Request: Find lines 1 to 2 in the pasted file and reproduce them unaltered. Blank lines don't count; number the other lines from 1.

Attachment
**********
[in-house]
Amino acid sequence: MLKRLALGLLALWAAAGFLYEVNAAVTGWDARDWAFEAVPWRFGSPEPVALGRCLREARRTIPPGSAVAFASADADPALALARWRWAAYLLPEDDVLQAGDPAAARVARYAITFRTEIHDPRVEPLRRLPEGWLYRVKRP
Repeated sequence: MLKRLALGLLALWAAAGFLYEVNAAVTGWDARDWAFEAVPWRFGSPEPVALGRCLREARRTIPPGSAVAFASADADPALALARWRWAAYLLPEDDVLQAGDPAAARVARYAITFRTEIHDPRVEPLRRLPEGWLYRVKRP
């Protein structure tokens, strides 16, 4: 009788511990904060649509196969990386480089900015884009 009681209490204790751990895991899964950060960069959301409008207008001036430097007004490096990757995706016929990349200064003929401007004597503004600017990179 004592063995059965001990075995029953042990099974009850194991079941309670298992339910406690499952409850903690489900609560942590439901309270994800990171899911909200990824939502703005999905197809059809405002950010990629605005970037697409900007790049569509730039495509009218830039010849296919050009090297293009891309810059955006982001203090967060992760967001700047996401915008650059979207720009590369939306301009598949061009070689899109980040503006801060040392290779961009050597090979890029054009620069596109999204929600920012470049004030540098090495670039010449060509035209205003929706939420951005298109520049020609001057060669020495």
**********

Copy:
[in-house]
Amino acid sequence: MLKRLALGLLALWAAAGFLYEVNAAVTGWDARDWAFEAVPWRFGSPEPVALGRCLREARRTIPPGSAVAFASADADPALALARWRWAAYLLPEDDVLQAGDPAAARVARYAITFRTEIHDPRVEPLRRLPEGWLYRVKRP